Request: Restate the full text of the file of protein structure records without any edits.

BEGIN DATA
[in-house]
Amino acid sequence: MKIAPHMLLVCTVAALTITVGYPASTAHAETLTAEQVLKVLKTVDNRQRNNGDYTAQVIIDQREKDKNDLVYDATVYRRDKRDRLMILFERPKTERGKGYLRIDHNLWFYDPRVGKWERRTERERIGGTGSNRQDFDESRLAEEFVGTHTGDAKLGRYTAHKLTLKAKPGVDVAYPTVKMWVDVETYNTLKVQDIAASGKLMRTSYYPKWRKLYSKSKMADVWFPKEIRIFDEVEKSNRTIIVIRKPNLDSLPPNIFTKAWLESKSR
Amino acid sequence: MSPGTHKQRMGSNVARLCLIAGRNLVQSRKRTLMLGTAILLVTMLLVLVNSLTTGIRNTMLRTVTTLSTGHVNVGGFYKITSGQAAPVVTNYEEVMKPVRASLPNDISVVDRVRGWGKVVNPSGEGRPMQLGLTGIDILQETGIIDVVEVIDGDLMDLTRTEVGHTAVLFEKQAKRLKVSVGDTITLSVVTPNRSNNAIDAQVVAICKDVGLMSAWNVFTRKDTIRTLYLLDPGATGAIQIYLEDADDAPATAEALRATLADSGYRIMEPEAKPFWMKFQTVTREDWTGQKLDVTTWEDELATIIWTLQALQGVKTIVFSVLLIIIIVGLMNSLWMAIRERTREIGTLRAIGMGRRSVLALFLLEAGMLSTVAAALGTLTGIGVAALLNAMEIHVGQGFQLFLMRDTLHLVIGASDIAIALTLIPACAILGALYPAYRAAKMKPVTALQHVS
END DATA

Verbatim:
[in-house]
Amino acid sequence: MKIAPHMLLVCTVAALTITVGYPASTAHAETLTAEQVLKVLKTVDNRQRNNGDYTAQVIIDQREKDKNDLVYDATVYRRDKRDRLMILFERPKTERGKGYLRIDHNLWFYDPRVGKWERRTERERIGGTGSNRQDFDESRLAEEFVGTHTGDAKLGRYTAHKLTLKAKPGVDVAYPTVKMWVDVETYNTLKVQDIAASGKLMRTSYYPKWRKLYSKSKMADVWFPKEIRIFDEVEKSNRTIIVIRKPNLDSLPPNIFTKAWLESKSR
Amino acid sequence: MSPGTHKQRMGSNVARLCLIAGRNLVQSRKRTLMLGTAILLVTMLLVLVNSLTTGIRNTMLRTVTTLSTGHVNVGGFYKITSGQAAPVVTNYEEVMKPVRASLPNDISVVDRVRGWGKVVNPSGEGRPMQLGLTGIDILQETGIIDVVEVIDGDLMDLTRTEVGHTAVLFEKQAKRLKVSVGDTITLSVVTPNRSNNAIDAQVVAICKDVGLMSAWNVFTRKDTIRTLYLLDPGATGAIQIYLEDADDAPATAEALRATLADSGYRIMEPEAKPFWMKFQTVTREDWTGQKLDVTTWEDELATIIWTLQALQGVKTIVFSVLLIIIIVGLMNSLWMAIRERTREIGTLRAIGMGRRSVLALFLLEAGMLSTVAAALGTLTGIGVAALLNAMEIHVGQGFQLFLMRDTLHLVIGASDIAIALTLIPACAILGALYPAYRAAKMKPVTALQHVS